As shown in table 1, the interchange fees from prepaid card purchase transactions have been relatively stable since 2010 when the Board began collecting these data. Across all programs from 2011 to 2012, the average interchange fee per purchase transaction increased by one cent, while the average purchase transaction value fell by about one dollar. As a result of these changes, the average interchange fee as a percent of purchase transaction value increased marginally from 2011. Because the Board rounded the figure, however, the average interchange fee as a percent of purchase transaction value shown in table 1 remained at 1.1 percent for 2012. The average interchange fee as a percent of purchase transaction value remained at 1.1 percent for federal programs in 2012. It increased slightly to 1.2 percent for state and local programs in 2012, compared to 1.1 percent in 2011. Like other year-over-year comparisons in this report, the calculations of average purchase transaction value and the average interchange fee per purchase transaction are sensitive to changes in the pool of reported programs, which evolves from year to year.
Table 1. Average purchase transaction value, average interchange fees
|Average value of purchase transaction (dollars)||Average interchange fee per purchase transaction (dollars)||Average interchange fee as percentage of purchase transaction value (percent)|
|State and local||27.42||29.81||28.14||0.29||0.32||0.33||1.1||1.1||1.2|
1. Some program data reported in aggregate could not be allocated between federal and state and local programs. These data, however, are reflected in the total figure. Return to table
The interchange fee standards of Regulation II generally do not apply to government prepaid cards. The average interchange fee as a percent of purchase transaction value for government prepaid card transactions is similar to the percentage for all debit card transactions exempt from the interchange fee caps of Regulation II that the Board reports in its study of 2012 average debit card interchange fees.17 In 2012, the average interchange fee as a percent of purchase transaction value for government prepaid cards was 1.3 percent for signature transactions and 1.0 percent for PIN transactions. The average interchange fee as a percent of purchase transaction value for all exempt debit cards was 1.4 percent for signature transactions and 0.7 percent for PIN transactions in 2012.
The data provided by issuers show that cardholder fee revenue as a percentage of program funds by prepaid card declined from 0.27 percent in 2011 to 0.26 percent in 2012. This decline is consistent with the anecdotal observations of some issuers and government offices that cardholder fees have generally declined over the past several years.18
Most government offices require issuers to offer cardholders a certain number of free ATM or OTC cash withdrawals and prohibit issuers from charging cardholders certain types of fees, such as monthly maintenance fees. Issuers may provide cardholders with more favorable terms than those mandated by government offices, such as unlimited in-network ATM and OTC withdrawals. Issuers rarely charge purchase transaction fees and may waive cardholder fees under certain circumstances.19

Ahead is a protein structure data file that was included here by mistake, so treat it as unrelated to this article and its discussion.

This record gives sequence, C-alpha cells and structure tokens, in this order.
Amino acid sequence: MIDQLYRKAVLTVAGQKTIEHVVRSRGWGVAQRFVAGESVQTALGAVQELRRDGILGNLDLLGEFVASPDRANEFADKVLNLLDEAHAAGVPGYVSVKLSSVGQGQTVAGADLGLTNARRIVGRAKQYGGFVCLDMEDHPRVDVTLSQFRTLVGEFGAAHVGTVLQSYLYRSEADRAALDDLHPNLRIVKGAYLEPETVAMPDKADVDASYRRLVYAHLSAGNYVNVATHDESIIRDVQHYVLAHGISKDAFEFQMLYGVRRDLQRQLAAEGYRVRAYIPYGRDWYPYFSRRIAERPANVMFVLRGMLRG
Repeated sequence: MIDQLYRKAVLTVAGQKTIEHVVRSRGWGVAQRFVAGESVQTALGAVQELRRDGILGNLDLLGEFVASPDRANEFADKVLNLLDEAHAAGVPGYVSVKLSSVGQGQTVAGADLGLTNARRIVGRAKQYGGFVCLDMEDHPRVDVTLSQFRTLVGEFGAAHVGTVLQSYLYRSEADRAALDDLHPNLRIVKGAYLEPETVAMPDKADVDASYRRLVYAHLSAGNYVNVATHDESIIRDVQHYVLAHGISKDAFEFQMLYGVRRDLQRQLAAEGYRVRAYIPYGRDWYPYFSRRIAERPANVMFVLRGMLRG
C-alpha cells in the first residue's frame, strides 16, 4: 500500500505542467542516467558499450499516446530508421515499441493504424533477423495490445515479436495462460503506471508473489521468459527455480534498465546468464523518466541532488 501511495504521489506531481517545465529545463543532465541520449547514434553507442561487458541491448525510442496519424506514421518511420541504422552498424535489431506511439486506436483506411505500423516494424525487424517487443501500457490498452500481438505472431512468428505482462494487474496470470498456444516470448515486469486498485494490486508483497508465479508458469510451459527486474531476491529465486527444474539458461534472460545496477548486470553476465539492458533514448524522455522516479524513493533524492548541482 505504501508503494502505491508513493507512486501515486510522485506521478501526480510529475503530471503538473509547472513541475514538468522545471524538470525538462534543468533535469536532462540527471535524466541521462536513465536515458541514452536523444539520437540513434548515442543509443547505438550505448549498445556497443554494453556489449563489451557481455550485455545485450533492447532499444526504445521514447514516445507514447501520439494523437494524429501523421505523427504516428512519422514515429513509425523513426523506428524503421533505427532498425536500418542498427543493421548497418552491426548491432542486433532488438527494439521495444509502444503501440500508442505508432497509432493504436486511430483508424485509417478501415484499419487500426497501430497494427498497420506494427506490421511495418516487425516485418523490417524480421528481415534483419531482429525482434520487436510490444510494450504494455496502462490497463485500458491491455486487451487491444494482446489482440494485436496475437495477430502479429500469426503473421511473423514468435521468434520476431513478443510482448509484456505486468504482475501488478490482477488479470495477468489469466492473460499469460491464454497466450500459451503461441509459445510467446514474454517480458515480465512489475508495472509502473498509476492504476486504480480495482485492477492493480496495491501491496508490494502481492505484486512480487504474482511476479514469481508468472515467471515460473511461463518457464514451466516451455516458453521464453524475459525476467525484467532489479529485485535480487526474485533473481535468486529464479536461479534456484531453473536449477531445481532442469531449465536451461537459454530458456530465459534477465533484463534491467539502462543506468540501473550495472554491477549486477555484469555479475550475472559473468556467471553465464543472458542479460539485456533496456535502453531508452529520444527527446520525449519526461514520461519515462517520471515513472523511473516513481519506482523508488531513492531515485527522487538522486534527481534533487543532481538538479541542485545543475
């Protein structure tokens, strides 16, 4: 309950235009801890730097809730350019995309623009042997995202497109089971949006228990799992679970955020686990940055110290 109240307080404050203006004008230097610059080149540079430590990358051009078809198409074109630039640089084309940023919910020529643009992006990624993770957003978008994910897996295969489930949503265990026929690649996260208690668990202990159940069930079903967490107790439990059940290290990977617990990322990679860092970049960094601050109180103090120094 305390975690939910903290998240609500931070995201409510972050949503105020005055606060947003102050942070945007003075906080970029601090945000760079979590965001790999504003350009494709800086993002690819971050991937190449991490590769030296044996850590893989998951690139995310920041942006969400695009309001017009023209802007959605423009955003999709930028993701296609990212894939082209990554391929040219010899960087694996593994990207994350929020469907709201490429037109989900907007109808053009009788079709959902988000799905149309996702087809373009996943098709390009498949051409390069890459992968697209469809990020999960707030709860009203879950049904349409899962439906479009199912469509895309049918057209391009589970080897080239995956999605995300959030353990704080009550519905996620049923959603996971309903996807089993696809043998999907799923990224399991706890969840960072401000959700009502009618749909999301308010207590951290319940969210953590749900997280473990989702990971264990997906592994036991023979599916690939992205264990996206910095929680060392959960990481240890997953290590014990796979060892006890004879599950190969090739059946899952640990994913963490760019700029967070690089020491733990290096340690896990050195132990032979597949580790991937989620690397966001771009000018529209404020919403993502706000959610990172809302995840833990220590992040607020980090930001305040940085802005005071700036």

Figure 3 illustrates the total revenue issuers collected and the average charge per occurrence by cardholder fee type in 2012. For each type of fee depicted in the figure, the size of the bubble represents the total revenue issuers collected while the position of the black dot along the vertical axis represents the average fee issuers assessed.20 The Board excluded transactions for which no fee was assessed from the average fee calculations. In 2012, issuers collected $115.6 million on ATM cash withdrawals, accounting for more than 60 percent of revenue issuers received from cardholder fees. The average fee charged by an issuer for an ATM cash withdrawal was $1.12 per transaction. Customer service inquiry fees represent roughly 13 percent of total cardholder fee revenue, while account servicing, penalty, overdraft, and OTC cash withdrawal fees largely account for the remaining one quarter of total cardholder fee revenue. Overdraft fees are the highest type of cardholder fee, at an average of $6.90 per occurrence. As of July 21, 2012, the exemption from the Regulation II interchange fee standards does not apply to government prepaid cards if the cardholder may be charged an overdraft fee.21 Therefore, overdraft fees are likely less prevalent than they were prior to July 2012.22
Although figures 2 and 3 illustrate the distribution of cardholder fee revenue on an aggregate level, this distribution is not representative of any particular program. Government offices and issuers negotiate a cardholder fee schedule for each program. Furthermore, the proportion of transactions resulting in the assessment of a cardholder fee depends heavily on the type of program. As a result, there is significant heterogeneity in cardholder fees across programs that use prepaid cards to disburse funds.
Fees Paid by Issuers
Issuers pay fees to third parties when a cardholder withdraws cash from an out-of-network ATM or bank.23 In 2012, issuers reported paying approximately $133 million in fees to third parties for ATM withdrawals and approximately $31 million in fees to third parties for OTC cash withdrawals.24
9. In preparing the 2012 surveys, the Board slightly revised the format of and questions in the 2011 surveys. First, the Board included a list of check box options in both the survey of issuers and the survey of government offices to help determine the types of programs on which respondents reported and to facilitate the grouping of programs during data analysis. Second, the Board removed from the survey of issuers questions regarding the maximum and minimum fee charged for each type of cardholder fee. The survey instruments are available at www.federalreserve.gov/paymentsystems/payres_papers.htm. The Board identified issuers to survey by consulting with relevant payment card networks. Return to text